Romania 21

by Peca Stefan

 The story of a Romanian family – before, during and especially after the 1989 Revolution. The dream of a father – Ion – to build the perfect Romanian family. The saga of a country on its way to European integration. All the cultural stereotypes regarding Romania and more – mixed with current social issues in a musical cocktail revolving around a “snapshot scene” structure.


Ion meets Mio. He’s a jazz musician and works for the Political Police. She is a prostitute. They wed. Ion turns in his father in order to get a house. Ion wants a daughter. Mio gives birth to two sons – Theo and Vic. To the sound of a gunshot, communism falls. Ion becomes a senator. Mio becomes a nauseous TV star. Theo sells babies. Vic is gay and expelled from the family all the way to Iraq, in the army. Mio gives birth to Fifi, a daughter. Fifi becomes a pop star and porn actress. She gets killed doing a snuff picture for Frenchmen. Mio loses her mind and gets committed. Ion loses everything. Talking to God, he finds out he has to integrate Romania into the EU in order to overcome the pain. With the help of Vic, his outcast son, he finally does that… the Romanian way. Happy end with all Romanians flying off to Heaven.

 

Peca Stefan is one of the youngest Romanian playwrights. At only 23, Stefan has already won the dramAcum prize (the Romanian award for best new playwright) in 2002 and has been produced at the Bulandra Theatre in Bucharest (the second largest theatre in Romania). Stefan's education includes New York University and Stefan was one of the Royal Court International Playwriting Residents in 2005. Other Romanian productions of Stefan's plays include :Showdown, New York [Fuckin’ City] and The Sunshine Play (MONDAY Theatre @ Green Hours, Bucharest)  I H♥TE HELEN (ArCub Bucharest), 2 scenes in Ana Margineanu’s production of 89, 89… fierbinte dupa 89 (Small Theatre Bucharest), Romania 21 (Arad State Theatre, Arad – in production), Station (Comedy Theatre, Bucharest – in production), PunamiNils’ Fucked Up Day (Bulandra Theatre, Bucharest – in production). The Sunshine Play had its world premiere at the Dublin Fringe Festival 2005 and earned 5 star reviews in Ireland. The play is also performed at the National Theatre, Bucharest, starting December 2005 and will be performed in Stockholm, New York, London, Marseilles and Belgrade in 2006. Peca Stefan’s play U.F. was translated and published in French and had two public readings in Paris and Lyon (2004, 2005). Stefan's play Romania 21 was in a roundtable at the Lark Theatre, New York, in November 2005. Stefan is the founding member of the BLA Theatre Company and has started the Scrie o piesaprogram for high school playwriting. Stefan is currently the head writer of the one hour drama TV series California(Media PRO Studios, Romania). 

Waxing West

by Saviana Stanescu

WAXING WEST (A hairy-tale in four seasons) is a comic drama that traverses back and forth between Romania and New York, between past and present, between "the American Dream” and the American nightmare. A Romanian cosmetologist, Daniela, arrives in the USA as a soon-to-be bride in an arranged marriage planned by two over-protective mothers. As Daniela seeks to adjust to the new life with Charlie, a sexually repressed computer engineer, she is haunted by the ghosts of Romania’s former totalitarian leaders – Elena and Nicolae Ceausescu – who appear to her as vaudevillean vampires whose goal is to make her life miserable.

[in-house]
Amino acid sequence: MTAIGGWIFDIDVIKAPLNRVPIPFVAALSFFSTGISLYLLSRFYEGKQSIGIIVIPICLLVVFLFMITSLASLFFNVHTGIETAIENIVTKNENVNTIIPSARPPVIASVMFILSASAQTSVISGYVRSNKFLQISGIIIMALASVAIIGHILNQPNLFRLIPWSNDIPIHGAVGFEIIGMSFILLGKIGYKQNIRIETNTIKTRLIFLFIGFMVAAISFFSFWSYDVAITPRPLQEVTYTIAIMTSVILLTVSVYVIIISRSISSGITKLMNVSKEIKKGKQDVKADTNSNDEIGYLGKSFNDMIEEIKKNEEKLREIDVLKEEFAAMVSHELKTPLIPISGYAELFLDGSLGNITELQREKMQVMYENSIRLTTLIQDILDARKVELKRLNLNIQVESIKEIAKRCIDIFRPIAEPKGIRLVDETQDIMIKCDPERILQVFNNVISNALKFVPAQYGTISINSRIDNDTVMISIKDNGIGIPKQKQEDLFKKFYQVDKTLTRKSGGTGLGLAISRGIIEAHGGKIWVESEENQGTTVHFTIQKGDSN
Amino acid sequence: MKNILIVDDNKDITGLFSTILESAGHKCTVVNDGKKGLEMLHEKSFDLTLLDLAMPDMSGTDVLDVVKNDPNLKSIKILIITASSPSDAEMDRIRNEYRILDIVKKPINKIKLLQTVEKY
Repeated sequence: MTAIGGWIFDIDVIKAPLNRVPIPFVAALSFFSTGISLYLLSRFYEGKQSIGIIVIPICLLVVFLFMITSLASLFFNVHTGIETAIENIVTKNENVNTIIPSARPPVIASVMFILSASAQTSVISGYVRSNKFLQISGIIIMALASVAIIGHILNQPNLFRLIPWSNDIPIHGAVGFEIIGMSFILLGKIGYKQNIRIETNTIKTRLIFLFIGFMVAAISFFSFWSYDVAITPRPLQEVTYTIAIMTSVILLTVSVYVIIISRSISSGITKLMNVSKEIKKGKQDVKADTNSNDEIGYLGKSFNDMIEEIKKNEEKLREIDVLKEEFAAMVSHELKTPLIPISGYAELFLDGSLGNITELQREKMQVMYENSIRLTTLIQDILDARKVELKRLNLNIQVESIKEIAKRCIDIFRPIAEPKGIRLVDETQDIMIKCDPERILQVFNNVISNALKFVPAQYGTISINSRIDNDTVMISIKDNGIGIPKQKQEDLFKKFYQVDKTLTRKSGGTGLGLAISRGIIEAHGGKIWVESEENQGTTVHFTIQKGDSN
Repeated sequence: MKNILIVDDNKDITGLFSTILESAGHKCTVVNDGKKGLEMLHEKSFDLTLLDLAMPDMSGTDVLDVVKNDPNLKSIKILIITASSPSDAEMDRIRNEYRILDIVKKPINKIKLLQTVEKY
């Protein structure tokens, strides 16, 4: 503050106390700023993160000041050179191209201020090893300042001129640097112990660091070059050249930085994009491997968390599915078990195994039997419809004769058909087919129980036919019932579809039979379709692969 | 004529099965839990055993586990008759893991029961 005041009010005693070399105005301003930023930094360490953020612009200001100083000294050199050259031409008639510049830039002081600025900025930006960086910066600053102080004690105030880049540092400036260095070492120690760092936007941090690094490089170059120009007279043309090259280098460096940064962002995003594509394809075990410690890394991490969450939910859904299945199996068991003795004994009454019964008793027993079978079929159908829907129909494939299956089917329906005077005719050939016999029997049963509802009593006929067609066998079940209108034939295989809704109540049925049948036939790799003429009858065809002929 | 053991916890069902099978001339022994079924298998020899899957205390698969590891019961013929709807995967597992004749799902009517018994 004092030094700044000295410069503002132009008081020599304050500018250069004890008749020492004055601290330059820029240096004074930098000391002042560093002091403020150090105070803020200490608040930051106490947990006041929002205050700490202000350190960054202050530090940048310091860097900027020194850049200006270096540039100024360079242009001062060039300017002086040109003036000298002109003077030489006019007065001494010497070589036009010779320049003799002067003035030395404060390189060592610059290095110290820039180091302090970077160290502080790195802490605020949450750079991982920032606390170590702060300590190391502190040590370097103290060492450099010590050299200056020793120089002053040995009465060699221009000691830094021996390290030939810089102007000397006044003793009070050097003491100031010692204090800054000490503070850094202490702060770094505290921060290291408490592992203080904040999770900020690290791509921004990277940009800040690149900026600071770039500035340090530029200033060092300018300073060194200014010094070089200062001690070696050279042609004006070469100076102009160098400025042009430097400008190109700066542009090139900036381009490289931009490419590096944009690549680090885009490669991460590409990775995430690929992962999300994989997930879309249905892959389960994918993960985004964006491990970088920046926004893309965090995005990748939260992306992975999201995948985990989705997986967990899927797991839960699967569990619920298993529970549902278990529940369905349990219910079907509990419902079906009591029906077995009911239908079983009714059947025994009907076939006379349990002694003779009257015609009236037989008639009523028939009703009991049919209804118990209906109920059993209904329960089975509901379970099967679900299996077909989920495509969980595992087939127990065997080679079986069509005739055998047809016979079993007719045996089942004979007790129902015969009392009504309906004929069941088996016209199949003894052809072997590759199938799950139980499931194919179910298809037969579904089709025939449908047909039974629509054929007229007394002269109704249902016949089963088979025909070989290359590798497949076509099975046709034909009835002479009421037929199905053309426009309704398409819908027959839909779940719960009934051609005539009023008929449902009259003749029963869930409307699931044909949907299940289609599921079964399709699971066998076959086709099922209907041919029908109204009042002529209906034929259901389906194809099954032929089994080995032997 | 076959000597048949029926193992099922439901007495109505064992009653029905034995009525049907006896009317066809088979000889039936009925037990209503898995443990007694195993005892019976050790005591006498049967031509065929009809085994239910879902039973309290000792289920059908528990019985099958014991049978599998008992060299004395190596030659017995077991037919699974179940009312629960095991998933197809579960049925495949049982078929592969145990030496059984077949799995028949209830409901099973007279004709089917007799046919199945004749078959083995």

Saviana Stanescu was born in Bucharest, Romania. She has published four books of poetry Making Love on The Barbed Wire,  Advice for Housewives and Muses, and Outcast (all in Romanian), and Diary of a Clone (English). Stanescu’s published dramatic writing includes The Inflatable Apocalypse (best Romanian Play of the year 1999); Black Milk (four plays in Romanian and English) and Final Countdown /Compte a Rebours (winner of an Antoine Vitez Center Award, Paris). 

Her plays have been presented in the U.S., the U.K., France, Austria, Hungary, Macedonia, Montenegro, and, of course, Romania. Recent New York productions include Yokastas (co-author Richard Schechner) at La MaMa Theater, Balkan Blues at the Fringe Festival and Waxing West at The Lark Theatre. In Europe, she was writer in residence at Kultur Kontakt (2001), a co-curator for the annual British and Romanian Contemporary Writing Seminar (1997-2002) and for Theater des Augenblicks’ (Vienna, Austria) Performing Arts Festival focused on the Balkans (2002). She has worked as the Interdisciplinary Projects Director for the Museum of Literature, Bucharest, and a theatre/arts critic for a few journals, TVRi and Radio Free Europe. 

Stanescu holds an MA in Performance Studies (2001-2002 Fulbright fellow) and an MFA in Dramatic Writing (John Golden Award in Playwriting), both from Tisch School of the Arts, New York University. Stanescu is currently an associate artist with The Lark Theatre Company, playwright-in-residence of East Coast Artists (director Richard Schechner) and adjunct faculty at NYU, Drama Department. 

Final Countdown

by Saviana Stanescu

FINAL COUNTDOWN (a Balkan Blues) is a dark absurdist comedy about love, death and balloons. Zozo, a homeless woman, confronts her weird past as the daughter of a professional mourner and an artist gravedigger as she copes with rape and murder in the present.